Battle of Wits is a more grounded affair, playing out for the most part as a classic siege film
Battle of Wits (Vietnamese name: BINH PHAP MAC CONG) is set in 370 BC, a period in which China was divided into several warring states vying for control of the country. The unification of these states was notably mythologized in Zhang Yimou’s Hero.
Battle of Wits [Muk gong] plays fast and loose with history in a similar manner. The battle occurs in the fictional city of Liang, the last outpost between the province of Yu and the invading armies of the Zhao nation. With the Zhao forces at the gates, the Prince of Liang (Siwon Choi) petitions for help from Mozi General Ge Li (Andy Lau), who arrives alone to galvanize the city’s forces and repel the invaders.
Although marketing material will happily namedrop Hero, Crouching Tiger Hidden Dragon or House of Flying Daggers as contemporaries. Battle of Wits is a more ground affair, playing out for the most part as a classic siege film. The traditional pleasures of the siege film are in watching the main characters formulate ingenious methods of repelling the invaders. And then witnessing the astonishment of the soldiers as the often-bizarre strategies succeed.
Battle of Wits gives us all of this; the laying out of a strategy, building defenses, some rousing speeches by Ge Li. A sortie behind enemy lines and some lessons in putting class differences aside and working together for a common good. The formula works for the most part, although a desire to differentiate the battle scenes. That from other siege films often results in some odd moments. Such as when Ge Li orders the peasants to build a defensive wall perfectly in line with the main city wall (‘the efficiency of the Liang people will intimidate our enemies!’). Or have all of the house roofs in the city smeare with excrement in order to douse incoming fire arrows.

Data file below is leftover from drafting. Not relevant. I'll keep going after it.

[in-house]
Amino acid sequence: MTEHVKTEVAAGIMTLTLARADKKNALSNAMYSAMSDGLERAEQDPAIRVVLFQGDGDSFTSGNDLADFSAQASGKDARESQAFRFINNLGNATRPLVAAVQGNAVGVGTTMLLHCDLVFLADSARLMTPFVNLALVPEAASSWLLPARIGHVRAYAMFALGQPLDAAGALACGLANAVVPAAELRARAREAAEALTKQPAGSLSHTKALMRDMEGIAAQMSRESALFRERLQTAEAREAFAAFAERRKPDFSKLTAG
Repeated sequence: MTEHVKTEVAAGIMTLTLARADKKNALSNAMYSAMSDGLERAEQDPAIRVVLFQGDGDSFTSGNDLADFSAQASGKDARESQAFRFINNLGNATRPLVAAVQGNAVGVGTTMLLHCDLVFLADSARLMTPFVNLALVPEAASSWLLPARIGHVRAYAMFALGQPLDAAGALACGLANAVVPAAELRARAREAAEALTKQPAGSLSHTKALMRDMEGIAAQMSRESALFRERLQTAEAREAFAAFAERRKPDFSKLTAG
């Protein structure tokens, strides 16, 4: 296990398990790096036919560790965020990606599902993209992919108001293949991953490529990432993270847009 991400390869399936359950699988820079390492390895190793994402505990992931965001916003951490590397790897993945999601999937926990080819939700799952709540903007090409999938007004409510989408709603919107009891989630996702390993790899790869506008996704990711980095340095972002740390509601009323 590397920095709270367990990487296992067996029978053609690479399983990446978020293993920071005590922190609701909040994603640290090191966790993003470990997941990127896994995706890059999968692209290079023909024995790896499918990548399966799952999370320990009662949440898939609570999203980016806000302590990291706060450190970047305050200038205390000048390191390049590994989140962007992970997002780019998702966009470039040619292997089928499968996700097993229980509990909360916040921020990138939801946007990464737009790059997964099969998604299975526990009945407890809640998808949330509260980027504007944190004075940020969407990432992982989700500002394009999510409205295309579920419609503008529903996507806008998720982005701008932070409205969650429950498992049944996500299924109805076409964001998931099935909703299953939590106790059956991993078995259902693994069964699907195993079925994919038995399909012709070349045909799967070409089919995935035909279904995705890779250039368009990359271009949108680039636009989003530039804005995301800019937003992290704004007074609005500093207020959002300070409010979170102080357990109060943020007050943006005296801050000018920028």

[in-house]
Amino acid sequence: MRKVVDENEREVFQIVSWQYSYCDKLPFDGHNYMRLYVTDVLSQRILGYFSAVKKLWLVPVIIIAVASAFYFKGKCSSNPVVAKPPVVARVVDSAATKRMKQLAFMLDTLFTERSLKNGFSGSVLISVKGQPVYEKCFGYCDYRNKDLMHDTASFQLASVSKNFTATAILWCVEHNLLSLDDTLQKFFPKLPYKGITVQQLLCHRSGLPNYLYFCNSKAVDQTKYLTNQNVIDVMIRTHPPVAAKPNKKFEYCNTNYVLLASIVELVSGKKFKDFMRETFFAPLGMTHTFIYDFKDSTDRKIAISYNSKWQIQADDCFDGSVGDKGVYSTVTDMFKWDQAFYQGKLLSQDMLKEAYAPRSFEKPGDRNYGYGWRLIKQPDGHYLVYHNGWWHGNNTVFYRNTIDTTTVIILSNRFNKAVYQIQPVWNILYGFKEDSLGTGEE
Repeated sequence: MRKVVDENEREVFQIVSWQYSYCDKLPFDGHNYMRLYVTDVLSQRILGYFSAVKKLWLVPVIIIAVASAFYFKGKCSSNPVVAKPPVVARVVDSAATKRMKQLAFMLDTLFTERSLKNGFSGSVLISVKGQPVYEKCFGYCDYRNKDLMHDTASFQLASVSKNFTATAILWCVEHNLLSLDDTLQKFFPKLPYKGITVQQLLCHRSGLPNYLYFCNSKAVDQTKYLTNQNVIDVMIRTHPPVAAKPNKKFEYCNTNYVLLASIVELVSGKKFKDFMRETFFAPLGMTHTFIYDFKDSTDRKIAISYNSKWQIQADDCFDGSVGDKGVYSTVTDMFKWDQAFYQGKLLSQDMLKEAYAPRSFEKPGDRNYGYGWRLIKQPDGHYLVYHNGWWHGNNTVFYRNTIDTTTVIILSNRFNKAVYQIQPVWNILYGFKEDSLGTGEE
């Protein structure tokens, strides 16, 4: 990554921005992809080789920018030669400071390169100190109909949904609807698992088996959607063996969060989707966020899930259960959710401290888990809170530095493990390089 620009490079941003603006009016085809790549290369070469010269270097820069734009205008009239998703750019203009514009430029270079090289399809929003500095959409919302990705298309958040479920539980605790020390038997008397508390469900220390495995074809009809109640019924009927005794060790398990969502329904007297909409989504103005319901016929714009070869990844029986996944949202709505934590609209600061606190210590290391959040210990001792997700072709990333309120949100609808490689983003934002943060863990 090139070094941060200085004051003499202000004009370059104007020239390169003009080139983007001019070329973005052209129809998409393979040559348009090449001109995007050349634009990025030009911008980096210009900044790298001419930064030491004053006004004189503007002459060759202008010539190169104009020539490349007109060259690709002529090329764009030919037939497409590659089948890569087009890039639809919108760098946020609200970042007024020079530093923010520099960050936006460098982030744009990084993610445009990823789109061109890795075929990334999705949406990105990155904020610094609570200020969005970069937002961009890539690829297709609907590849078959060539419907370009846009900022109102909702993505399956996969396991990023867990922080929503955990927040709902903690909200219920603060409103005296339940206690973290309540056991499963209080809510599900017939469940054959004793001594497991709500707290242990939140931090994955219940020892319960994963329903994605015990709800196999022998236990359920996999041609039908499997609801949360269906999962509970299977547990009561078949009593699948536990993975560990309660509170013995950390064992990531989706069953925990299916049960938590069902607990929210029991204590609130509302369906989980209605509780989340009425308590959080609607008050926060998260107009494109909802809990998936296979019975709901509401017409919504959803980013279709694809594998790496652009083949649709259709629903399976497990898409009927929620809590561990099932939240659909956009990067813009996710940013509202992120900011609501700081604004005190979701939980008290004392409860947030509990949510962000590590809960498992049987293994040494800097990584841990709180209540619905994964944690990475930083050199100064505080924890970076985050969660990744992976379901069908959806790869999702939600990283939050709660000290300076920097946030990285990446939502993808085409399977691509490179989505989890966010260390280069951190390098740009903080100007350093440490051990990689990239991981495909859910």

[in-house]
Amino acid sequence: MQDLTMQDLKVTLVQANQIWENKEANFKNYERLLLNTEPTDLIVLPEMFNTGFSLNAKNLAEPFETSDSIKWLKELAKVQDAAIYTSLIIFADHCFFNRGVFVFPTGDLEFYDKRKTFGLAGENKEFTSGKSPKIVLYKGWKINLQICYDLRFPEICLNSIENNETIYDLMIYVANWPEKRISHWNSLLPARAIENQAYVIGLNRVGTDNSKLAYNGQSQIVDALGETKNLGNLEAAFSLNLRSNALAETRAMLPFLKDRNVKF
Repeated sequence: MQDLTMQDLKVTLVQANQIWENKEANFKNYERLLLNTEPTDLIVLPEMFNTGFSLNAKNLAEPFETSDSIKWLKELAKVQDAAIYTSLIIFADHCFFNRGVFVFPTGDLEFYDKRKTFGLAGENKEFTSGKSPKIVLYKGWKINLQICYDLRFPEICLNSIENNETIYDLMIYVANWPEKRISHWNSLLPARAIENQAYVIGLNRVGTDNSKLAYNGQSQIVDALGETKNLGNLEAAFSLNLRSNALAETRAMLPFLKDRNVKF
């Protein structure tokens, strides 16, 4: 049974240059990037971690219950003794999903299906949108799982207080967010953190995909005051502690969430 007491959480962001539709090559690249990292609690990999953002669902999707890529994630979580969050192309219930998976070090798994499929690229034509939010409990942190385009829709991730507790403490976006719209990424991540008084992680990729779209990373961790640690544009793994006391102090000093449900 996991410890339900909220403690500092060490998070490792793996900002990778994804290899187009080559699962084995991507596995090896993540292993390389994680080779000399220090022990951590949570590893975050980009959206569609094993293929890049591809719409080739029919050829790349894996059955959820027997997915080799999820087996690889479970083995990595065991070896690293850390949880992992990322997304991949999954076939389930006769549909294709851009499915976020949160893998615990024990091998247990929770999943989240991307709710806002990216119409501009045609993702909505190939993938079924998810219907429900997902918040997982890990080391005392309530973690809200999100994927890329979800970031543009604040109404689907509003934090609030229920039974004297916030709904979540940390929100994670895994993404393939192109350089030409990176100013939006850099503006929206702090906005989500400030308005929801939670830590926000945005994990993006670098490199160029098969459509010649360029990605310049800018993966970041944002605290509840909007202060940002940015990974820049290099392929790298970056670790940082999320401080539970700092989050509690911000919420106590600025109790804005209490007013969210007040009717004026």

That aside, most of the film follows the siege pattern rather closely, before a plot twist at the end of the second act.
The film also finds room for some sombre moments which make a welcome break from the action. Although all dress in black and with vastly superior numbers. The Zhao forces aren’t written completely malevolently and the enemy commander Xiao is given plenty of room for empathy. Likewise the film weaves in smaller moments that undercut some of the grandiose battle scenes and blur the lines between the opposing sides. The Liang defenders ruthlessly massacre some Zhao prisoners of war, an escape Zhao slave is hound by a city mob, the peasants living in the city. Those are portray as treacherous victims who are as much abuse by their protectors as they are by the enemy.
Although the film valiantly augments the plot with some reflective anti-war sentiment. Its attempts to flesh out some of the characters come across as half-heart. There are some admirable efforts, such as a Liang soldier who defies rank and becomes leader of the city archers, or the Prince of Liang who struggles with his status and ability. But for the most part the characterization is secondary to the concerns of the plot. Worth noting that the film’s only prominent female role, cavalry officer Yi Yue is largely perfunctory.
The screenplay invests heavily in its protagonist, and Andy Lau as Ge Li doesn’t disappoint.